“It’s a slick offering, which essentially eliminates the texty link-filled search page for one of pretty visual tiles and pull-downs and more. Think Pinterest of search and you have the general idea.”
Despite other decent reviews, there was little uptake for it, and Yahoo whacked it a year later.
But Mayer did not move off search, an area she knows well from her many years in charge of product development in that arena at Google. Her aim: To move Yahoo squarely into competition with both Google and Microsoft in an attempt to regain control over a key revenue stream.
She ordered up two under-the-radar initiatives — Fast Break and Curveball — to get the company back into algorithmic search as well as search advertising.
Sources said the plan is being done as part of a contemplation of how Yahoo can accelerate the end of — or actually end — its longterm search and advertising partnership with Microsoft.
But rather than focusing on the Web and keywords, which Yahoo is contractually bound to allow Microsoft to serve under a 10-year search and advertising partnership deal, Mayer is aiming all this toward mobile and contextual search.
As I have pointed out before, there is a big loophole here for Mayer, since it is not included in Yahoo’s agreement with Microsoft to provide search and search advertising technology.
Yahoo execs have not run from our scoop that they were doubling down in search again.
In a recent interview in Advertising Age, for example, Americas head Ned Brody played coy and loud-and-clear at the same time:
Ad Age: You’ve mentioned search a few times during this conversation. Re/code has reported that Yahoo is planning to bring back search technology in a big way. What’s the thinking?
Mr. Brody: Search is an amazing product, and search needs to continue to evolve for consumers and for advertisers. I think we’re committed to figuring that out.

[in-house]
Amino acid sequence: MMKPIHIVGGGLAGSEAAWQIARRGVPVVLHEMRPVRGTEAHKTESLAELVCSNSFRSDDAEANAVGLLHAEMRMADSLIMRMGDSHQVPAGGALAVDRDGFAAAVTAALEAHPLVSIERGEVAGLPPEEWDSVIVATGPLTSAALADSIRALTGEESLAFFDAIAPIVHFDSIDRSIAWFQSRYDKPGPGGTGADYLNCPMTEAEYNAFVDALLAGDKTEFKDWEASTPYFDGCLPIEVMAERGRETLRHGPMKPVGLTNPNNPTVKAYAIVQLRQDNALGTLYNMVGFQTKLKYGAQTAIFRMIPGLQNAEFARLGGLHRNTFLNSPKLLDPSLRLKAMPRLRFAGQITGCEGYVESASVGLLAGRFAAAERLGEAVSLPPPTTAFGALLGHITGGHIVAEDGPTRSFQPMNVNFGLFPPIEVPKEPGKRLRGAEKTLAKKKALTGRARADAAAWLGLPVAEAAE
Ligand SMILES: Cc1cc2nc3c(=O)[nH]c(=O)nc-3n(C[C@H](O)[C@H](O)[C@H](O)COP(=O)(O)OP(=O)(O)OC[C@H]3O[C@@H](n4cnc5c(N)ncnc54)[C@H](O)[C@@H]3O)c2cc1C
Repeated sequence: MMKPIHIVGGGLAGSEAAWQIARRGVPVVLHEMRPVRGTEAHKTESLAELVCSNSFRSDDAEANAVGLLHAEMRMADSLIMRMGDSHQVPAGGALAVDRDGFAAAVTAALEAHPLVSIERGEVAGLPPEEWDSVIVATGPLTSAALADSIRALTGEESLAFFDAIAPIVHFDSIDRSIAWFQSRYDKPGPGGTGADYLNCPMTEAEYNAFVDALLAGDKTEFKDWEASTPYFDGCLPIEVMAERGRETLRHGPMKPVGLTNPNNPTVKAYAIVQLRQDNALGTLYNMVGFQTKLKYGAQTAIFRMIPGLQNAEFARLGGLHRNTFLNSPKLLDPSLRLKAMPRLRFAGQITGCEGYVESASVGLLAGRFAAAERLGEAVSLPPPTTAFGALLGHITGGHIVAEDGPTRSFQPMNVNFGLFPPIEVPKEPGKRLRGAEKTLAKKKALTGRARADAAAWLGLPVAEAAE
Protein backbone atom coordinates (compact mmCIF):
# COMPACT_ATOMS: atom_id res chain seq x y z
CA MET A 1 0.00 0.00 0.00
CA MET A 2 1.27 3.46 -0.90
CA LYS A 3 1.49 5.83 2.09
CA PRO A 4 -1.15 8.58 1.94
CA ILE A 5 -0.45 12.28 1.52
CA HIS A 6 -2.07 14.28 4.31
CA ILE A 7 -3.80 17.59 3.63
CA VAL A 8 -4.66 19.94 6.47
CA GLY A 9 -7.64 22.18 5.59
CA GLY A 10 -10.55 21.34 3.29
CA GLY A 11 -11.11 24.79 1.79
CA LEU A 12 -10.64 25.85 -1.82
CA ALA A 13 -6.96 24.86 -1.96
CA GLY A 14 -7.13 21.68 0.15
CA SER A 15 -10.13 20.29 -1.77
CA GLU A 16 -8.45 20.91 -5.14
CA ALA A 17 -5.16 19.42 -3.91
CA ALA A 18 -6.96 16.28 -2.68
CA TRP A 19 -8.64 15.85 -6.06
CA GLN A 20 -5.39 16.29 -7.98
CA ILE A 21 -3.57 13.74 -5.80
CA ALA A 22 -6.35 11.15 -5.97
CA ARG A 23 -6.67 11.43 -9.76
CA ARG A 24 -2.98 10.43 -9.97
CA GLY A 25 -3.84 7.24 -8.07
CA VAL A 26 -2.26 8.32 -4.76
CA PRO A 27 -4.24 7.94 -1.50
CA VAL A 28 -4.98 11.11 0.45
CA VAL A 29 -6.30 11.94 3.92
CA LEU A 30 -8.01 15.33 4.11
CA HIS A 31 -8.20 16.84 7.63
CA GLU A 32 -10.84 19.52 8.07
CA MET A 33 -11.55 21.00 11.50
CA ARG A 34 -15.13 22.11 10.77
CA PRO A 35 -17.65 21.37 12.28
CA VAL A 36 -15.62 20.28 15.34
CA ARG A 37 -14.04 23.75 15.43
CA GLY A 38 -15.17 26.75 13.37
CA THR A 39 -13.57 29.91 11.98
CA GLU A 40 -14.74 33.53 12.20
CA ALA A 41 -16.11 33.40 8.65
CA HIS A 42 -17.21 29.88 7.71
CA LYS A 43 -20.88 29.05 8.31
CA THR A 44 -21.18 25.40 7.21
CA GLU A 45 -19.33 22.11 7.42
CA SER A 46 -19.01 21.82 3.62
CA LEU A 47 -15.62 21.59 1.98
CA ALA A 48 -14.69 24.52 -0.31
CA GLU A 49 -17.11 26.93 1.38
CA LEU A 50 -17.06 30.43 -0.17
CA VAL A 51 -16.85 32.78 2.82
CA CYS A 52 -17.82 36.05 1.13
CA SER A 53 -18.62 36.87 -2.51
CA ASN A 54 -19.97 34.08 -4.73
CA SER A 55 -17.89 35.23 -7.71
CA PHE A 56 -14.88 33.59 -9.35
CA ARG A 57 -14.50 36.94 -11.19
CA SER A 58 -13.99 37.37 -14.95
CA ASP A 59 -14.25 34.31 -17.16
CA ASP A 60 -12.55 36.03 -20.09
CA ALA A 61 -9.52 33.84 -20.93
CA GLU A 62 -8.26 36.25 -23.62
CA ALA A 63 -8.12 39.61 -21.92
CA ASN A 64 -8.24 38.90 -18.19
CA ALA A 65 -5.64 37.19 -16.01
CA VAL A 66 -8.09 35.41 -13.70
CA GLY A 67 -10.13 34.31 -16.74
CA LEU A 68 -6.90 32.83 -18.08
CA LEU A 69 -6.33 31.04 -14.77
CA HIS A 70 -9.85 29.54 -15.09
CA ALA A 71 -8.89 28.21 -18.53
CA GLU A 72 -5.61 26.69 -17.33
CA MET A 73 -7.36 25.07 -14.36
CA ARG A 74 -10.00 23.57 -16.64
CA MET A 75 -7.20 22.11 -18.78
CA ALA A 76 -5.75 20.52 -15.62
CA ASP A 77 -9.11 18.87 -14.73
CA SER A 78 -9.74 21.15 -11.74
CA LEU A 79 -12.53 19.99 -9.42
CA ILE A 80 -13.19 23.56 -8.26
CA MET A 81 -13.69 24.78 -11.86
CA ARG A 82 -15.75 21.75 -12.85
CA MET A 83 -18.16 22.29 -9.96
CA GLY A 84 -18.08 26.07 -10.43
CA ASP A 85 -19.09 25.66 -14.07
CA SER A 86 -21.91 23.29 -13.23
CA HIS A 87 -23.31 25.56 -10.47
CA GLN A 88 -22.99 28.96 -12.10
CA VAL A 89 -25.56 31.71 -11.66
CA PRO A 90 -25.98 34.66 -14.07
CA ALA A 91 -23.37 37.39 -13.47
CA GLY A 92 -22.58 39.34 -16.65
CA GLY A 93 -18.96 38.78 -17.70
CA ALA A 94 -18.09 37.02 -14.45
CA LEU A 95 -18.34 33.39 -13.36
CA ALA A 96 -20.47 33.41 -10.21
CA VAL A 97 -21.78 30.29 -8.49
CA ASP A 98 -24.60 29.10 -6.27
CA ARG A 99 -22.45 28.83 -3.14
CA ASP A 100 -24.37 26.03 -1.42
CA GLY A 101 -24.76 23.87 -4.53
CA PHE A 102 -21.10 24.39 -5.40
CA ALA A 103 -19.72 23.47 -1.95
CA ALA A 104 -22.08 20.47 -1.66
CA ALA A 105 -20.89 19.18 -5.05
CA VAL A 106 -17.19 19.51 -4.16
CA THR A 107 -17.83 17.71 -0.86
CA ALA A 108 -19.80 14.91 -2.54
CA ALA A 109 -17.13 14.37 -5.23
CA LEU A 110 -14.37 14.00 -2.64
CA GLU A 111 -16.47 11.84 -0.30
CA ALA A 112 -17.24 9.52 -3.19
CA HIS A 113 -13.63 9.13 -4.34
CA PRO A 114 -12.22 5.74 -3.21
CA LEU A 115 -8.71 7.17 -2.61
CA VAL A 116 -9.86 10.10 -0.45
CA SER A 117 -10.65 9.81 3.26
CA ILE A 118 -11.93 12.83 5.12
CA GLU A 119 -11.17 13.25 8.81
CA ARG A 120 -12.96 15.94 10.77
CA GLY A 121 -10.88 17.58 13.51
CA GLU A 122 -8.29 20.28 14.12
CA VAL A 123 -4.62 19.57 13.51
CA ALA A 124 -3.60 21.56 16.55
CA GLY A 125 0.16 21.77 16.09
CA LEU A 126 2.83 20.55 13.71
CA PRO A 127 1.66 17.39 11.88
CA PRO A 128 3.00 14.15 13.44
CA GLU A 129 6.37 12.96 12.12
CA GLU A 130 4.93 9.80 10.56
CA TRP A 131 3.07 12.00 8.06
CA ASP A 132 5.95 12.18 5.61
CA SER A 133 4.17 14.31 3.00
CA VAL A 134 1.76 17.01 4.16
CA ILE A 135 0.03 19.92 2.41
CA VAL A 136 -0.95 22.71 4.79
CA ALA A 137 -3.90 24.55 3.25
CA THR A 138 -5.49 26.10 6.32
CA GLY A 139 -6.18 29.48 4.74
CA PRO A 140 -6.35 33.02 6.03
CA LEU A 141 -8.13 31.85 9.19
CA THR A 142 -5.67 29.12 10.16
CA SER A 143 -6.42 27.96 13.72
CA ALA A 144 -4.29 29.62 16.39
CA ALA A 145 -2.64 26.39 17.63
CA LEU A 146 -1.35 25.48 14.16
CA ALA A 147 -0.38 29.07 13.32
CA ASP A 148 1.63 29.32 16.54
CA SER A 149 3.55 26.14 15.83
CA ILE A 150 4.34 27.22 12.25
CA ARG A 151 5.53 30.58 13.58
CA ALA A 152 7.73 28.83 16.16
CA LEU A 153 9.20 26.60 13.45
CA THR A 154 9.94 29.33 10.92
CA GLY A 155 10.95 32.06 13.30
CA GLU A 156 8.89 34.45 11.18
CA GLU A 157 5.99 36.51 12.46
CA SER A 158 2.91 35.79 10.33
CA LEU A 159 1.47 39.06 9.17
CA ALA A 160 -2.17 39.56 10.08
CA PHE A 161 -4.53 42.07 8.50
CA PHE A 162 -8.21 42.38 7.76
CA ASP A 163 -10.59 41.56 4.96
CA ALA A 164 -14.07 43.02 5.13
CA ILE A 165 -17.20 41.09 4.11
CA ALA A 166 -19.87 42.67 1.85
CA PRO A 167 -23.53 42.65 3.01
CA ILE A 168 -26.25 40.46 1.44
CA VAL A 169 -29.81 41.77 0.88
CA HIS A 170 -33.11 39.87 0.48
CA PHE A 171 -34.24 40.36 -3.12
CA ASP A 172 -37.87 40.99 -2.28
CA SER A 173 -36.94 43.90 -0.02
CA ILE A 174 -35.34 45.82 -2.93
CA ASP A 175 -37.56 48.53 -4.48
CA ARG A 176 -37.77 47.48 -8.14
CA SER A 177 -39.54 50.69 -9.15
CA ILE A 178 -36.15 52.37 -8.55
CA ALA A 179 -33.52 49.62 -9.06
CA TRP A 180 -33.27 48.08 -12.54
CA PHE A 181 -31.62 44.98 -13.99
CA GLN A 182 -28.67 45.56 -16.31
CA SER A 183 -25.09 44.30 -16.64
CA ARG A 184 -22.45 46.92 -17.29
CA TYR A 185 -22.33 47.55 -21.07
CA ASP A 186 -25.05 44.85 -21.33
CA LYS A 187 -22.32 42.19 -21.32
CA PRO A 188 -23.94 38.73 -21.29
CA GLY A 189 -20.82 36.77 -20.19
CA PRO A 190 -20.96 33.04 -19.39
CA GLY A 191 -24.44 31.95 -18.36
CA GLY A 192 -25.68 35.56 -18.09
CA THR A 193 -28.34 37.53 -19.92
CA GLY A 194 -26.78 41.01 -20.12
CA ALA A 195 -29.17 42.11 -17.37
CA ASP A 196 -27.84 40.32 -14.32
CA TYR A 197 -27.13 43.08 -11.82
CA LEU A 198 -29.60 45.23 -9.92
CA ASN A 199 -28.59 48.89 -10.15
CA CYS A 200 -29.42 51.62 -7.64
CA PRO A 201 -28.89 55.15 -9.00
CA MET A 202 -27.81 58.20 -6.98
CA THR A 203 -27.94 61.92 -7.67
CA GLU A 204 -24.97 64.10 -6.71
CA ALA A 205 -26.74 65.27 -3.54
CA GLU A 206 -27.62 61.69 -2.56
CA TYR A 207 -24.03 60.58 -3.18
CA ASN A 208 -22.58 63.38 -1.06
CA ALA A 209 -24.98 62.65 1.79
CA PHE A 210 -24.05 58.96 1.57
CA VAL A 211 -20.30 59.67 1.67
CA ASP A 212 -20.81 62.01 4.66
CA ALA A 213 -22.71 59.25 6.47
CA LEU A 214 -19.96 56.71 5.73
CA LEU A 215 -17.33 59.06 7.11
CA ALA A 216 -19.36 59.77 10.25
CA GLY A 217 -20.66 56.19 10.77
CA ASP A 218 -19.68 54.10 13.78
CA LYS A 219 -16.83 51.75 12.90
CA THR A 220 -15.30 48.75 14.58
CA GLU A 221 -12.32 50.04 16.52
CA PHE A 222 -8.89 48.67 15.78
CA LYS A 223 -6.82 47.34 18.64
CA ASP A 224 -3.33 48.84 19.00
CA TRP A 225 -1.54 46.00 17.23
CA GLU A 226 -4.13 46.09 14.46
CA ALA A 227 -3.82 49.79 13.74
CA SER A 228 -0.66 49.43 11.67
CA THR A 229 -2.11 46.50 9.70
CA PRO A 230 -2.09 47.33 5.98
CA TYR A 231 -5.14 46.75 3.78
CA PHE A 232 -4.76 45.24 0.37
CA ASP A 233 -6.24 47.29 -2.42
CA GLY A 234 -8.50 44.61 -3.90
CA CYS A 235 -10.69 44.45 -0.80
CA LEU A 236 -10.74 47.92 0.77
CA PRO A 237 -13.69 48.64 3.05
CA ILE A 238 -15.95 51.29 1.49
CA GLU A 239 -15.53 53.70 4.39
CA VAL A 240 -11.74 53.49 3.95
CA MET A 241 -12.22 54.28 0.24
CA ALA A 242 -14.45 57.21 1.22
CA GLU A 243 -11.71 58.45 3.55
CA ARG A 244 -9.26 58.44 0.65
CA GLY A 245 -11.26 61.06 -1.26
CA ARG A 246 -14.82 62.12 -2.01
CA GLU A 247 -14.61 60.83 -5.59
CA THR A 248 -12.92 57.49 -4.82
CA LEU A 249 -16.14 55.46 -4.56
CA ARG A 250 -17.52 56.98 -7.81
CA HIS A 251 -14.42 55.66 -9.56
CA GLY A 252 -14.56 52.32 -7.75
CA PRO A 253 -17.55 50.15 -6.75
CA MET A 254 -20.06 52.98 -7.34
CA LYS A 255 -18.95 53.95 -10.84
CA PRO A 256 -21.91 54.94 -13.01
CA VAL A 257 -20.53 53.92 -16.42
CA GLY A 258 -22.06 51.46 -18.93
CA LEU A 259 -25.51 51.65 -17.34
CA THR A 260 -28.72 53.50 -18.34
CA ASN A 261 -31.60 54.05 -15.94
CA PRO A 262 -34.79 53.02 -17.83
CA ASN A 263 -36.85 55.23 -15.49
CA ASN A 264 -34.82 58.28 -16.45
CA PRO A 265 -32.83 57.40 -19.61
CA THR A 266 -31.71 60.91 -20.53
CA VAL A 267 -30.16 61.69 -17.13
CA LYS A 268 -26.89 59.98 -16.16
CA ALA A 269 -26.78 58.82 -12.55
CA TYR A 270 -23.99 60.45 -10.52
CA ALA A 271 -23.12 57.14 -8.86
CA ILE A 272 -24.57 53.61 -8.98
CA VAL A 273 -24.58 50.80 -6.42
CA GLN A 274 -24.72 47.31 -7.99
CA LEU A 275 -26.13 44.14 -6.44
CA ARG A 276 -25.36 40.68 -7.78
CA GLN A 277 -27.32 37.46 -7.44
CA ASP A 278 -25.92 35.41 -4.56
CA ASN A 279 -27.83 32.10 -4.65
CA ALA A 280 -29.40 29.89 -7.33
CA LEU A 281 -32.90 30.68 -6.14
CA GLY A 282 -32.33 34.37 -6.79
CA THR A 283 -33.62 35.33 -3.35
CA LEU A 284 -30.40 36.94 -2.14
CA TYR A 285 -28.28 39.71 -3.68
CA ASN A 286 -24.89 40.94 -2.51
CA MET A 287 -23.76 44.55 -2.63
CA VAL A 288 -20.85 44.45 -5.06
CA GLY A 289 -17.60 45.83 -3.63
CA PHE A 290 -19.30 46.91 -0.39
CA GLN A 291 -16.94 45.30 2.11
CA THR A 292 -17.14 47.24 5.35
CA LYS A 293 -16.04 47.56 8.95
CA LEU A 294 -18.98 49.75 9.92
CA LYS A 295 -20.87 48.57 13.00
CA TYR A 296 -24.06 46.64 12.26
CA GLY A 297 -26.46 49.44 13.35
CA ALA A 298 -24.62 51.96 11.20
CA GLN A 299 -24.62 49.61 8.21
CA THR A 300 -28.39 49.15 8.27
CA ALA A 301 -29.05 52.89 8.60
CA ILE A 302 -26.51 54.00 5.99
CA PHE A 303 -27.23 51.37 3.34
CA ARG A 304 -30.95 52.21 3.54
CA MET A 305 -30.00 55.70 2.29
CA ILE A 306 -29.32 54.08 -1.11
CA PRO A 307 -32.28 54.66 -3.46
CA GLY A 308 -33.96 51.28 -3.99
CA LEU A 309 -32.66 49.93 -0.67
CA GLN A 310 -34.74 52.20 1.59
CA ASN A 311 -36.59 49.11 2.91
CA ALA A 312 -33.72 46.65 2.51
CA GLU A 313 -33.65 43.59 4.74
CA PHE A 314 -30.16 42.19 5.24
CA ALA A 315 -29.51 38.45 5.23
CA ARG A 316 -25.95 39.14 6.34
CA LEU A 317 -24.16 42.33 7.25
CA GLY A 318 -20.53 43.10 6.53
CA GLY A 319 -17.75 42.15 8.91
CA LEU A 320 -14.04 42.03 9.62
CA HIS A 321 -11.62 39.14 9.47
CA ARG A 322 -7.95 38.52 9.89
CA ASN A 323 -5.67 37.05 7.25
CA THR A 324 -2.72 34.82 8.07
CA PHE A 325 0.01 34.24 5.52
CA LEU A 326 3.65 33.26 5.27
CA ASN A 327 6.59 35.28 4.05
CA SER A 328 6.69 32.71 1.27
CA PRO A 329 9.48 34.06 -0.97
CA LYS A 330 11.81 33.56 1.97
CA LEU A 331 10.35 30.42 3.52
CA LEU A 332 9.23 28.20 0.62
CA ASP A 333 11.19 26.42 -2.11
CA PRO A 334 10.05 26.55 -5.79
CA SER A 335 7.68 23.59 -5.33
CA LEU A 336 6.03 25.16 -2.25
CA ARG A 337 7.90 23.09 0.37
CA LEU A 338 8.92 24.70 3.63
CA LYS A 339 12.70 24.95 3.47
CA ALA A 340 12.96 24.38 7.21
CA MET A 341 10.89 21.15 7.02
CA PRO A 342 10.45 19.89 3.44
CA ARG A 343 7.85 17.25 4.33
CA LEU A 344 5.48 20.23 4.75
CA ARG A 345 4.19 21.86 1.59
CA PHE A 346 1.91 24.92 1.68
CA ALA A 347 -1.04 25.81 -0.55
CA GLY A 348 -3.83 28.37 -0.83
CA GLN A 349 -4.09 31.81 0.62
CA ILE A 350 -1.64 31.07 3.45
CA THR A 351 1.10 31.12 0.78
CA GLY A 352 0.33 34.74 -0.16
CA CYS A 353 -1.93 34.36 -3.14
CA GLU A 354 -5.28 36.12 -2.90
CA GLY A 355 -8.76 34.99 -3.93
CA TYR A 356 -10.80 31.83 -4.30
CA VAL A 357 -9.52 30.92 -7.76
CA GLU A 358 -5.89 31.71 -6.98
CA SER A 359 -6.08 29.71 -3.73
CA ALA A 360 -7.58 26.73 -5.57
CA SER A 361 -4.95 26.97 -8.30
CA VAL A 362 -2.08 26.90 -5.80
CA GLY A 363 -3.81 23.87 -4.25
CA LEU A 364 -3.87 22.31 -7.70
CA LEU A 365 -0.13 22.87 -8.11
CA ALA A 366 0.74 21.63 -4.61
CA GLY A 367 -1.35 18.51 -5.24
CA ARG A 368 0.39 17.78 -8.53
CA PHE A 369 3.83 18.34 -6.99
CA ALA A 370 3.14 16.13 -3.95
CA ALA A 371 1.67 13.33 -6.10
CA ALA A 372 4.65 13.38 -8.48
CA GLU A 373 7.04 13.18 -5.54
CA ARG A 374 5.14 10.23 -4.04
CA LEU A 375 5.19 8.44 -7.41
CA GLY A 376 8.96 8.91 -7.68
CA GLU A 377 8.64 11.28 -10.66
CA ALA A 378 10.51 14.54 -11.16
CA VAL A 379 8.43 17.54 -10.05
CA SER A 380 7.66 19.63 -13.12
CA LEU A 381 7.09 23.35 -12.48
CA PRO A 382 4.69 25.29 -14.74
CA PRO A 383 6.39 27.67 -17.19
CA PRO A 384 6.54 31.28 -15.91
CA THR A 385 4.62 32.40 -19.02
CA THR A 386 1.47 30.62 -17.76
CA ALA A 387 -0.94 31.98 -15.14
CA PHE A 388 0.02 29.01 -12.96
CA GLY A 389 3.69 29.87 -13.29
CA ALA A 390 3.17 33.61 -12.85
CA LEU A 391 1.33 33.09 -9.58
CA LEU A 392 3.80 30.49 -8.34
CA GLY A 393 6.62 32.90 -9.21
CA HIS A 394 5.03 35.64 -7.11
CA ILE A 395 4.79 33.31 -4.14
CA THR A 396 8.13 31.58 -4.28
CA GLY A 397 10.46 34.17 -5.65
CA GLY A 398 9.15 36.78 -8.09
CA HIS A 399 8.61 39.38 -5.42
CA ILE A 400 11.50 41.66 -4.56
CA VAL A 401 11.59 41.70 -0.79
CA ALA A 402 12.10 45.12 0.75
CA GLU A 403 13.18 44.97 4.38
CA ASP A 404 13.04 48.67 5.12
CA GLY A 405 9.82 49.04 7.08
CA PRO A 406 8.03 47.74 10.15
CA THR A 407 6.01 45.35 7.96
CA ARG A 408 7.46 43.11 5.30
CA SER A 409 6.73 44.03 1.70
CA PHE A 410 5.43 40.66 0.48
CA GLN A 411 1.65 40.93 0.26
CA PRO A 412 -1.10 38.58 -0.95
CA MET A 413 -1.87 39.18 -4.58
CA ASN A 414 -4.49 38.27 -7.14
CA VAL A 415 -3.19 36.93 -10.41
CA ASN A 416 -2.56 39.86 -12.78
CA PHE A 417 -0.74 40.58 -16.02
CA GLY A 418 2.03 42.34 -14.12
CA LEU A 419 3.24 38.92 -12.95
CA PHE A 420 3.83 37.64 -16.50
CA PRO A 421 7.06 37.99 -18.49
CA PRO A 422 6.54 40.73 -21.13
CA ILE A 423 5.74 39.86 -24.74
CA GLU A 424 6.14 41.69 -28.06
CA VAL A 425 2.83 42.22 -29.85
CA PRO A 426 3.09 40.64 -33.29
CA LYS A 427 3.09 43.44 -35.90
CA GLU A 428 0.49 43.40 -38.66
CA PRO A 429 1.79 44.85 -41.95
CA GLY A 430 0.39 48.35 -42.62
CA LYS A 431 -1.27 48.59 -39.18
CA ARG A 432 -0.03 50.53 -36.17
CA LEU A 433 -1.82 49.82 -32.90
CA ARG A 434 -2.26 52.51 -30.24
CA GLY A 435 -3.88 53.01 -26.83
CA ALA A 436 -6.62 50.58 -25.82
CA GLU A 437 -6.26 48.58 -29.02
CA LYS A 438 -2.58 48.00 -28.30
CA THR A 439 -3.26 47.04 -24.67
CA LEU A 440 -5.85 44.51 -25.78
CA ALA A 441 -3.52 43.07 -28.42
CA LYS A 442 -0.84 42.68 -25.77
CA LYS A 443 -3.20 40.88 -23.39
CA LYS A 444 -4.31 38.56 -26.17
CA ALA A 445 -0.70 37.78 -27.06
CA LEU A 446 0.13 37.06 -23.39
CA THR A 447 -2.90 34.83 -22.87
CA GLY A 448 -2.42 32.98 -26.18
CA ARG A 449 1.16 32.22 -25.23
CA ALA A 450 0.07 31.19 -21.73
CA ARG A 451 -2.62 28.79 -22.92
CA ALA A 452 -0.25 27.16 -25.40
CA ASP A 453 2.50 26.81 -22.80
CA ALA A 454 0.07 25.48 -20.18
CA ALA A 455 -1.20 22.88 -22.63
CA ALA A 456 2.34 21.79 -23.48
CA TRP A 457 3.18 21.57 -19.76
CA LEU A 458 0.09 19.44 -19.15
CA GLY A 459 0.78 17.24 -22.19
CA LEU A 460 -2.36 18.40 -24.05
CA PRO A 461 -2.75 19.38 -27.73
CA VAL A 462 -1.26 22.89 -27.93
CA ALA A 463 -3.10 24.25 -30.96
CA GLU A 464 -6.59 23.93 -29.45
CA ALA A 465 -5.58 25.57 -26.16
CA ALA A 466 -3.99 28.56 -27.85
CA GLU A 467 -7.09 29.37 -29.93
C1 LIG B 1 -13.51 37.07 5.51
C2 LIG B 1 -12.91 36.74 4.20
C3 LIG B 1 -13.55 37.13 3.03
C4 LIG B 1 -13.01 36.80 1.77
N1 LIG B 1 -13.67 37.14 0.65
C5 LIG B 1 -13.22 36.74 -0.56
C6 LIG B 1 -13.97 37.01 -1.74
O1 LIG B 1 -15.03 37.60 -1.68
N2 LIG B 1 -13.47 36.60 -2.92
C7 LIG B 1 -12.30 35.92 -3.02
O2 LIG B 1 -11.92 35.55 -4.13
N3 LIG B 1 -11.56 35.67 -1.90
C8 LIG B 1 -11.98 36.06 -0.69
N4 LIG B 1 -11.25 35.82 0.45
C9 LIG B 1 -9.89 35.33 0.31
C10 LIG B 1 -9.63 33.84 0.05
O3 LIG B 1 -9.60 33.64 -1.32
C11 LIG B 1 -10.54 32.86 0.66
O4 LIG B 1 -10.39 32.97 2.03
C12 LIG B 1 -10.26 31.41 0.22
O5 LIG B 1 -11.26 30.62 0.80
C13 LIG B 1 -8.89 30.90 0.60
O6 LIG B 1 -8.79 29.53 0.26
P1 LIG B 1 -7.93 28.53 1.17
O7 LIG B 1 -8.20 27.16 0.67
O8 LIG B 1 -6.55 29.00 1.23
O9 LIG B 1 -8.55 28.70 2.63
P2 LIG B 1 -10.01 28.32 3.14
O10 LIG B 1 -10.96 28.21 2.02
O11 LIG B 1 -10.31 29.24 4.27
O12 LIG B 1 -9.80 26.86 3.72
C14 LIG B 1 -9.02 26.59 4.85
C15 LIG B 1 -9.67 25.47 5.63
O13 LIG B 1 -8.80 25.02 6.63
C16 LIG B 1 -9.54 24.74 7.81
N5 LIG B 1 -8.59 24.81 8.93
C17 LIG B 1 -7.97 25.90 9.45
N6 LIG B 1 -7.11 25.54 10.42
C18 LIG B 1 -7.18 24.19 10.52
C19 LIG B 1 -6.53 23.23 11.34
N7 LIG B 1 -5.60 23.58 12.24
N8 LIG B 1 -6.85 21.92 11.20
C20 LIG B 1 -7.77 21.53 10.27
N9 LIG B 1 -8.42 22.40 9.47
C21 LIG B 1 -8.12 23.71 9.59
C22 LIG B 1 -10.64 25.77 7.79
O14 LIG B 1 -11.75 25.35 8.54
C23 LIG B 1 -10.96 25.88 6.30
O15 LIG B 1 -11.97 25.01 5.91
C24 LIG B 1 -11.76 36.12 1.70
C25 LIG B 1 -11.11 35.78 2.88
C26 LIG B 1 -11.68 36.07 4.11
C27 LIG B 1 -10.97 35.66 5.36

Ad Age: Figuring that out but still in partnership with Microsoft? Or will we see Yahoo make a big independent play?
Mr. Brody: We are committed to figuring it out.
Interestingly, since last year, Bing has been powering Apple’s Siri voice control search on the iPhone and iPad.
Whether Mayer can build adequate mobile search technology to satisfy Apple’s exacting standards around user experience remains to be seen. Execs there like Eddy Cue, who is in charge of software and services, have noted that they will not remove Google as default until there is a comparable alternative. So far, they don’t seem to think there is.
But there is no question the company certainly has been trying to remove default Google apps and services from its devices over the years, including dumping maps and YouTube.
So why not search as well? While there is an existing contract that extends into next year between Apple and Google, said sources, it wouldn’t be unreasonable to assume that there’s a flexible renewal clause.
Or, more precisely, a non-renewal out.
The idea has certainly been kicked around for a while, most recently with some positing that Apple would eventually replace Google search with Bing. In a piece titled “The Google-Free iPhone”, my BFF M.G. Siegler pointed out the obvious:
“Apple is directly responsible for billions of dollars being sent Google’s way via search on its devices. This will only continue to increase. It’s believed that Google makes more money off of iOS devices through search than they do through Android devices. In other words, Apple is indirectly subsidizing a portion of the major war against itself. Yep.”
Yep. That thought has clearly occurred to Mayer.
Google and Apple reps declined to comment and I am awaiting comment from Yahoo.
This article originally appeared on Recode.net.